Navigating the sociocultural landscape in service design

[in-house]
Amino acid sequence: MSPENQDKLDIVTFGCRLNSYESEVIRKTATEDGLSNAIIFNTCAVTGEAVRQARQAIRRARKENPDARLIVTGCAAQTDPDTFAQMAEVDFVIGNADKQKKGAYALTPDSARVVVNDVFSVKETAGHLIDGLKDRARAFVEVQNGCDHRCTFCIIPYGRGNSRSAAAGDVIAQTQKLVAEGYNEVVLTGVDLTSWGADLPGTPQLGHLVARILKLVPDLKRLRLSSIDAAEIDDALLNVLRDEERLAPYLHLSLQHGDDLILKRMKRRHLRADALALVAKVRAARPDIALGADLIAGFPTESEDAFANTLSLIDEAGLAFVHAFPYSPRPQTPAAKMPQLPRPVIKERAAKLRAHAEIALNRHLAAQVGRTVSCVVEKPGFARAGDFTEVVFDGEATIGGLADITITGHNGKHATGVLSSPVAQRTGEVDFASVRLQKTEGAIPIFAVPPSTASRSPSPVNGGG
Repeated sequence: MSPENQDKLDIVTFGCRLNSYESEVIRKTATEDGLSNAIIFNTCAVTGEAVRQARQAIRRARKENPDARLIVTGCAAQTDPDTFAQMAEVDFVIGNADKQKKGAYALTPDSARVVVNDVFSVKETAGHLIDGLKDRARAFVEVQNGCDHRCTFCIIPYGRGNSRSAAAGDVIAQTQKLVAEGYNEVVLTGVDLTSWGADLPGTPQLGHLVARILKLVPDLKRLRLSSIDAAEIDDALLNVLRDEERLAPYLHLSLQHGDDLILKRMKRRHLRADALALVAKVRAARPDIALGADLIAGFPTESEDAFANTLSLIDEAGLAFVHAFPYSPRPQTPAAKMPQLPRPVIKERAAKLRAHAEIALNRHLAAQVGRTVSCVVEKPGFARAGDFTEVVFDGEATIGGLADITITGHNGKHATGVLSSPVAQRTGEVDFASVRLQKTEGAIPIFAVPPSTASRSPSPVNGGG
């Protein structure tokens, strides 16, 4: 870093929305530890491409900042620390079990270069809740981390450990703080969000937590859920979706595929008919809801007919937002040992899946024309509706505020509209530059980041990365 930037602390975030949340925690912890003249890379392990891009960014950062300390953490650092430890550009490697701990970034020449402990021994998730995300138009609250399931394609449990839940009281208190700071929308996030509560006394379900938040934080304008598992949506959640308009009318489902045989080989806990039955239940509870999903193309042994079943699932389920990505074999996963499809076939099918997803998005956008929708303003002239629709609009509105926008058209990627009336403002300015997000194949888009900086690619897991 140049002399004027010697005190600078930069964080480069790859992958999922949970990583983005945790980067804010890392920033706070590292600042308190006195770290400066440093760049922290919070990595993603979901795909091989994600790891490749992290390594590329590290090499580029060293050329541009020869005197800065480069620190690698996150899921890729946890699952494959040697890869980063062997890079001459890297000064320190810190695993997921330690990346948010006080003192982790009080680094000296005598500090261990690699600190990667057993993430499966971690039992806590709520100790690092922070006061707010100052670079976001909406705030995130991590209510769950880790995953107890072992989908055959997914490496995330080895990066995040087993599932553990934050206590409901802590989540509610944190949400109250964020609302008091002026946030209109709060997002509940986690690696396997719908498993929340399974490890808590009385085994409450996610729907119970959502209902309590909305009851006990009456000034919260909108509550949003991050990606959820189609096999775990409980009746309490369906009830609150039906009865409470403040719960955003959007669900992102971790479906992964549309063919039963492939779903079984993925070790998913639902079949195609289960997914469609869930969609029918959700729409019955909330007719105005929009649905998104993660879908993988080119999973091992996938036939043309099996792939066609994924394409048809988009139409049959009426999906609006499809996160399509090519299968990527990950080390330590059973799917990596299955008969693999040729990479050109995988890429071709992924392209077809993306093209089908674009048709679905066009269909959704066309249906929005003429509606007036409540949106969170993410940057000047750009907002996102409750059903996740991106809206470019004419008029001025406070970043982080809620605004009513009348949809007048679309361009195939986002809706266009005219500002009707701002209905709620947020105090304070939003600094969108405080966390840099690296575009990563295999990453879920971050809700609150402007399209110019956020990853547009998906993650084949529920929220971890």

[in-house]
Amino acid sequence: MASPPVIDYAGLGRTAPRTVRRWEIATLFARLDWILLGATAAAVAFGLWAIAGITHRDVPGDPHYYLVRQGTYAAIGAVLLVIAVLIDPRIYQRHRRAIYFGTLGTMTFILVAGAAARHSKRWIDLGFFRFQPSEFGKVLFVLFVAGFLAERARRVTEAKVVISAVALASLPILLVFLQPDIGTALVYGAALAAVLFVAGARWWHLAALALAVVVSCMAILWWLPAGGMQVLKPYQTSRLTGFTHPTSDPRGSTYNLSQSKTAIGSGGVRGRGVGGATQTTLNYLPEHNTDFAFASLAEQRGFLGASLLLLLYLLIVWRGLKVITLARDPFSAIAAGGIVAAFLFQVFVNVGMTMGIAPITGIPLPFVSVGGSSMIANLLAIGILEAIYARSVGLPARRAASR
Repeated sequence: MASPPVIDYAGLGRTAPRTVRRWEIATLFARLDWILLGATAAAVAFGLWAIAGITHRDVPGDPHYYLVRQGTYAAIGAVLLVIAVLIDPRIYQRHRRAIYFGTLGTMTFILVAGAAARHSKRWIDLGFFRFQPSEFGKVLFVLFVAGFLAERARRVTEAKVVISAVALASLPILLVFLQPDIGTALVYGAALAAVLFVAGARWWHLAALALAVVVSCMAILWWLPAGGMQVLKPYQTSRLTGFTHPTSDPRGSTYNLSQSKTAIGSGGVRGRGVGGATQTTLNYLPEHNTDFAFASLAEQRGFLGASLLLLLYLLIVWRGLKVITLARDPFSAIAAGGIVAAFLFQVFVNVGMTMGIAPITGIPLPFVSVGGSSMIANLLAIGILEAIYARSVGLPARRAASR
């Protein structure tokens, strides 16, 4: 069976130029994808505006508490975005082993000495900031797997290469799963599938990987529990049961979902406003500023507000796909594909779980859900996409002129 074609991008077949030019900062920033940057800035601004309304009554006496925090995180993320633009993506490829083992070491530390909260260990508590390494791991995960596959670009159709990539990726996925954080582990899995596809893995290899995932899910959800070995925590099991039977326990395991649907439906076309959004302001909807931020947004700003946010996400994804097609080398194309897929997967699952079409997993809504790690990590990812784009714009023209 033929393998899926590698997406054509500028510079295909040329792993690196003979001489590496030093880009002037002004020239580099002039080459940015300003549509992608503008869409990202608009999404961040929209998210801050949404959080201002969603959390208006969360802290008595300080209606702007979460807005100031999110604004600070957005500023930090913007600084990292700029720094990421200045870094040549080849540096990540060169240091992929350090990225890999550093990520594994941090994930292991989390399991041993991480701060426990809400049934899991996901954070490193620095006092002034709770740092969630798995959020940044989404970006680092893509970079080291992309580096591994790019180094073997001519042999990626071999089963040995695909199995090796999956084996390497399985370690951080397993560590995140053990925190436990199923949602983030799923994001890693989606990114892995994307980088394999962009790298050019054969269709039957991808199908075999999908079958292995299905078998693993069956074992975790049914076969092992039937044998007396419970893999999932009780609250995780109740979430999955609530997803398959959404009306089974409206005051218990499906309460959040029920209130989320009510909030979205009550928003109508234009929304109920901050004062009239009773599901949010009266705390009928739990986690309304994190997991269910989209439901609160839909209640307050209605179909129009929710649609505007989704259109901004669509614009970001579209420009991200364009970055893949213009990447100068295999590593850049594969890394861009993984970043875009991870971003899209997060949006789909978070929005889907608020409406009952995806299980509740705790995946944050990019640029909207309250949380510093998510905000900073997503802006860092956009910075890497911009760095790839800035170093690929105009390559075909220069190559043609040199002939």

This paper reports on a case study where a service design approach was implemented to develop strategies for scaling-up a social enterprise, building on design as a meaning-making and framing practice. Context deconstruction methods drawn from semiotics and cultural studies were introduced during user research. These methods facilitated exploration of global and local sociocultural trends, mapping business category themes and competing offers, and identifying potential user groups’ cultural codes – i.e. expectations, aspirations and socio-symbolic aspects of consumption that influence users’ value perception. Subsequently, insights translated into strategies and guidelines for reframing the service value proposition and touchpoints to appeal to a wider potential user range. Results indicate that widening exploration from a user- to a context-centred approach enhances designers’ strategic skills, building stronger capability to observe and interpret sociocultural needs and attitudes. In turn, this highlights the central role of the service designer in leveraging the acceptance and diffusion of innovations.